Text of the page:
this week's NUVO, my colleague Anne Laker reported on Indy Connect, the public
process aimed at rallying support for a new, improved public transit system in
our greater metropolitan area.
series of public meetings are being held to introduce people to a transit plan,
including light rail connecting Washington St. to the airport, commuter service
from Fishers to Greenwood on existing tracks, additional and express bus
routes, upgrades on major roads and more trails for bikers and walkers.
plan has the support of a number of the city's corporate big wigs, as well as
the Greater Indianapolis Chamber of Commerce. The business community likes the
idea of public transit because they've crunched the numbers: it appears that
for every dollar invested in public transit, four dollars are returned to the
a bus driver once told me, so far so good.
plan will be revised over the summer, incorporating input gathered during the
public meetings and through Indy Connect's web site. Then it will be time to go
to the State Legislature, where permission will be requested to hold a
referendum to create "a dedicated transit fund."
the sound of screeching brakes.
occasional readers of this column probably know that I am a big fan of public
transportation. It enables people to work, shop and have fun without having to
own a car (or two), which puts extra money in their pockets and less pollution
in the air. Public transit is democratic: it's a collective way of affirming
that all people should have a reasonable chance to get wherever they have to
go. Finally, it provides all parts of a community with the connectivity
necessary for basic economic sustainability and growth. Want to revitalize a
destitute neighborhood? Build a transit station there.
know that a lack of effective public transit is holding Indianapolis back. Our
bus fleet ranks last in the nation.
creating a great plan for public transit here will only set the stage for what
is bound to be an awful fight.
usual, the issue will be taxes. Indianapolis has a terrible public transit
system because no one wants to pay for it. We've tried, at various times, to
run transit as a for-profit business. It's never worked. So we've opted for a
car culture instead.
while folks in Indy may be waking up to the advantages of public transit, other
cities, with well-established systems are hurting. According to a survey done
by the American Transportation Association (the same organization, by the
way, that provided that $4 return on investment estimate cited above), 80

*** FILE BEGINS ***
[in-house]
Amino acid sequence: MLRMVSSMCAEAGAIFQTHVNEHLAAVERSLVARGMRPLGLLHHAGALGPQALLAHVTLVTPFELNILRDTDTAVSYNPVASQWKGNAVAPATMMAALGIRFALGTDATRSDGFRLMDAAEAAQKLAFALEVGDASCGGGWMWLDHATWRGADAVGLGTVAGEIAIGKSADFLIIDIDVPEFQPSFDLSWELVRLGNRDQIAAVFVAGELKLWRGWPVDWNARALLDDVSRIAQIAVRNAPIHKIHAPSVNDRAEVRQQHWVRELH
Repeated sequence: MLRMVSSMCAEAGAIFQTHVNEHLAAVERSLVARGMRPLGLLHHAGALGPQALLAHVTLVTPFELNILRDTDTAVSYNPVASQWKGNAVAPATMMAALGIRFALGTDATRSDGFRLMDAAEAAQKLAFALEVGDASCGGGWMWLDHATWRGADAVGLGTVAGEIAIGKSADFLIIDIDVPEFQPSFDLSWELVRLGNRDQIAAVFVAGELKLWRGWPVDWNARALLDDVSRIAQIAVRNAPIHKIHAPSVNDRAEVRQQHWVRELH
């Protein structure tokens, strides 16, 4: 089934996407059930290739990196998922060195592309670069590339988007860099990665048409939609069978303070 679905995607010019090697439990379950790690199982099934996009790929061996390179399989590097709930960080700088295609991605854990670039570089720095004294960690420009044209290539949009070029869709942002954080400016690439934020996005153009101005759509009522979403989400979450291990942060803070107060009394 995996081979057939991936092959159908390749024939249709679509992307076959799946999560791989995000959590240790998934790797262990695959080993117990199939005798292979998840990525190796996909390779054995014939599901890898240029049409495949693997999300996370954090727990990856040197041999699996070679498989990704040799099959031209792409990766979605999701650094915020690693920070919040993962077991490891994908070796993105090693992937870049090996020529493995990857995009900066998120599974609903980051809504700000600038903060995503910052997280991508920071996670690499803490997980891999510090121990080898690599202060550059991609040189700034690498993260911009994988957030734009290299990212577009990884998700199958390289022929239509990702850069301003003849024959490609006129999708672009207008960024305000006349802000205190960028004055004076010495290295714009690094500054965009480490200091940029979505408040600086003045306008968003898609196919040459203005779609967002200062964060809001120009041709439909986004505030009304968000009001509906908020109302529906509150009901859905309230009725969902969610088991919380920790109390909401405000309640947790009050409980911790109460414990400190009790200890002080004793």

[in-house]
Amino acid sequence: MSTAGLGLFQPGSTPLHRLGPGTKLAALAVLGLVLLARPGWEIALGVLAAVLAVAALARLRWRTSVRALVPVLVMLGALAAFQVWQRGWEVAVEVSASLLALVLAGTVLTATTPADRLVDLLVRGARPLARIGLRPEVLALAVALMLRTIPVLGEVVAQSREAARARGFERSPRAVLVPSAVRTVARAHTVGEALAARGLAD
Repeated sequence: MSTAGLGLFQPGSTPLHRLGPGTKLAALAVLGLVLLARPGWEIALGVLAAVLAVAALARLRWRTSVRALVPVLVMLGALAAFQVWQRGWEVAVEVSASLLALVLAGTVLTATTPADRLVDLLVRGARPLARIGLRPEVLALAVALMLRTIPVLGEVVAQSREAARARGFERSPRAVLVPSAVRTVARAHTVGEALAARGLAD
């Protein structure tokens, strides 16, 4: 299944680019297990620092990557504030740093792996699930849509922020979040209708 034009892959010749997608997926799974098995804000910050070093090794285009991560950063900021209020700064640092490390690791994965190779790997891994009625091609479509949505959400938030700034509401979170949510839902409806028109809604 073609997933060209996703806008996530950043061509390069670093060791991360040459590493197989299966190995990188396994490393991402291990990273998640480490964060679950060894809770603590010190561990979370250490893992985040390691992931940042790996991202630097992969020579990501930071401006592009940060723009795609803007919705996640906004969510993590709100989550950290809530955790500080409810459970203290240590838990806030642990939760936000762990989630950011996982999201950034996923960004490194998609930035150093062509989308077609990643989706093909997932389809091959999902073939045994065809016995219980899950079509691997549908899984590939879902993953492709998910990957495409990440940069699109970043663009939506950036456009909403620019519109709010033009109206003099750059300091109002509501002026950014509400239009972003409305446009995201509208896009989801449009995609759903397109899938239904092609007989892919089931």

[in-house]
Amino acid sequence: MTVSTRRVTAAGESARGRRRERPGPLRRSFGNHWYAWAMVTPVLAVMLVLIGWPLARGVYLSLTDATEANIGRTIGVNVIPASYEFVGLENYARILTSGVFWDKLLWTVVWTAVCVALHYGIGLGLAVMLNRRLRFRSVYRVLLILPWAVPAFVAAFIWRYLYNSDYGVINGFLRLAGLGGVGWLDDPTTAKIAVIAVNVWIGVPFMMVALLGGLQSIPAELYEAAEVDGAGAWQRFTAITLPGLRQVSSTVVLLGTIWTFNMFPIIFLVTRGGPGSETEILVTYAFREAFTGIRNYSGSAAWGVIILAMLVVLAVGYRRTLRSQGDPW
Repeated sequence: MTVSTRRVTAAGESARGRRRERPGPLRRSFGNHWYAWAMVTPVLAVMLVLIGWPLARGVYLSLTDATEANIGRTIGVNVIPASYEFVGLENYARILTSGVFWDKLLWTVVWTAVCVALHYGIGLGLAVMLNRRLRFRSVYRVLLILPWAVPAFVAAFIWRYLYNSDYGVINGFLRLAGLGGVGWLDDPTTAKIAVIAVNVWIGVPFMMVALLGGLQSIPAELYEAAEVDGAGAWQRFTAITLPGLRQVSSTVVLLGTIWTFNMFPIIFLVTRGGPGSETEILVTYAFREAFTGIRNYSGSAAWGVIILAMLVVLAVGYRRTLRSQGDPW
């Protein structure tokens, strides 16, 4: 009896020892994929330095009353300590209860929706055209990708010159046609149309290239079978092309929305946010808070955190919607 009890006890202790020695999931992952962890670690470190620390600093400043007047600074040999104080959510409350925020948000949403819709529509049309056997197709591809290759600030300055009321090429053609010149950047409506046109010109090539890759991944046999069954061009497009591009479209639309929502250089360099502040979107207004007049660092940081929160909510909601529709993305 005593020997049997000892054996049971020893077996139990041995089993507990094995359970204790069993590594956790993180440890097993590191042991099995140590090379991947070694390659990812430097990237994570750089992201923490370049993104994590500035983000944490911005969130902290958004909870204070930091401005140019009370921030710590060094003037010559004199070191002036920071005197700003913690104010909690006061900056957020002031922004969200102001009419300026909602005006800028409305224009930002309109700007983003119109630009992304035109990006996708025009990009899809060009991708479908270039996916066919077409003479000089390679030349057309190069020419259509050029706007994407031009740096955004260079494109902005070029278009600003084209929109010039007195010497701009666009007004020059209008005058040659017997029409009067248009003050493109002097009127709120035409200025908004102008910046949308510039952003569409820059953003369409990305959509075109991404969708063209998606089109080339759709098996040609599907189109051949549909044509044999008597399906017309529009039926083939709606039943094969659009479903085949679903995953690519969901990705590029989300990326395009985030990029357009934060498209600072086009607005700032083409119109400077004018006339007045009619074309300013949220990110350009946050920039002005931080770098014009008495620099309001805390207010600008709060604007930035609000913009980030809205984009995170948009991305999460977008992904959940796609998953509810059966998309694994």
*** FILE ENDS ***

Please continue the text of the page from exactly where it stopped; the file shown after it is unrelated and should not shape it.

percent of American transit systems are suffering fare hikes and/or service
cuts this year. Last week rallies were held in 11 cities across the country to
protest transportation cuts and fare increases.
everywhere rave about the Washington, D.C. Metro system. But it's $176 million
in the hole. Great songs have been written about New York City's subways; the
Metropolitan Transportation Authority there is running a $1.2 billion deficit.
irony is that people all over the country are turning to public transit more
and more. We don't just want this, our wallets and the environment tell us we
need it. But the fact remains that ticket buyers account for only about
one-fifth of revenue for any given transit system.
a statistic you can bet will come up once Indy Connect's plan reaches the
Statehouse. It doesn't help matters that this will be happening in the wake of
a public referendum on whether we should write property tax caps into the state
constitution. Guess where IndyGo gets most of its funding? Yep, just like the
library system and waste disposal – it's the property tax.
odds are the funding will have to come from another form of tax. At this point,
at least two things, almost unprecedented in the annals of Indiana politics,
will have to happen. Lawmakers are going to have to be creative and somebody is
going to have to show some leadership.
Illinois, disgraced ex-governor Rod Blagojevich proposed taxing canned computer
software. Republicans there have revived that idea, along with imposing sales
taxes on downloaded music and videos. Otherwise, that state could be looking at
increased income taxes in order to try and save its eroding public services.
to home, Mayor Ballard is going to find that public transit will make a hard
right turn, morphing from blue sky vision to hot potato. The mayor won his
office by running against taxes. In doing so, his constituents not only
defeated incumbent Bart Peterson, but the will of the Greater Indianapolis
Chamber of Commerce and the corporate CEOs who endorsed Peterson – the
same crew advocating for public transit today.
the Indy Connect plan to work, Mayor Ballard is going to have to champion it
with the people who elected him to stifle their taxes. That will take
a chorus to constantly remind him: We need this.
learn more about Indy Connect meetings and to participate in surveys, go to